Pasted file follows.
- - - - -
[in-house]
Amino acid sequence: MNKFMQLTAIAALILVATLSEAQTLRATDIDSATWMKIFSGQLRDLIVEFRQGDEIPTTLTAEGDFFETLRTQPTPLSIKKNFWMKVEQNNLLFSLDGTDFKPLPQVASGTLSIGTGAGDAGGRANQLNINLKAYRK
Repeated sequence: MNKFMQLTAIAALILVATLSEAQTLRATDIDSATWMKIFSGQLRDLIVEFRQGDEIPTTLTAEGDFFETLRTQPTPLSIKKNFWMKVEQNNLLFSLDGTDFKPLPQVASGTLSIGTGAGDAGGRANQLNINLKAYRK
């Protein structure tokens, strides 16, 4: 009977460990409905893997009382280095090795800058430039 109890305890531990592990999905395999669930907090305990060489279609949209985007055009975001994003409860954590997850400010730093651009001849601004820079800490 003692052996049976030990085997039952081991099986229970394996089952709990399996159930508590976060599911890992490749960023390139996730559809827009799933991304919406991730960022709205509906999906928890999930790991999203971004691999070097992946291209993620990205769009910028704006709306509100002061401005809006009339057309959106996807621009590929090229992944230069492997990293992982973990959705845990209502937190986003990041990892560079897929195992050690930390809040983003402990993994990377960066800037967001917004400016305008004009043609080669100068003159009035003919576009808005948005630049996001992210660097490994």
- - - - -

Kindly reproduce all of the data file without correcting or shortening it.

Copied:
[in-house]
Amino acid sequence: MNKFMQLTAIAALILVATLSEAQTLRATDIDSATWMKIFSGQLRDLIVEFRQGDEIPTTLTAEGDFFETLRTQPTPLSIKKNFWMKVEQNNLLFSLDGTDFKPLPQVASGTLSIGTGAGDAGGRANQLNINLKAYRK
Repeated sequence: MNKFMQLTAIAALILVATLSEAQTLRATDIDSATWMKIFSGQLRDLIVEFRQGDEIPTTLTAEGDFFETLRTQPTPLSIKKNFWMKVEQNNLLFSLDGTDFKPLPQVASGTLSIGTGAGDAGGRANQLNINLKAYRK
């Protein structure tokens, strides 16, 4: 009977460990409905893997009382280095090795800058430039 109890305890531990592990999905395999669930907090305990060489279609949209985007055009975001994003409860954590997850400010730093651009001849601004820079800490 003692052996049976030990085997039952081991099986229970394996089952709990399996159930508590976060599911890992490749960023390139996730559809827009799933991304919406991730960022709205509906999906928890999930790991999203971004691999070097992946291209993620990205769009910028704006709306509100002061401005809006009339057309959106996807621009590929090229992944230069492997990293992982973990959705845990209502937190986003990041990892560079897929195992050690930390809040983003402990993994990377960066800037967001917004400016305008004009043609080669100068003159009035003919576009808005948005630049996001992210660097490994």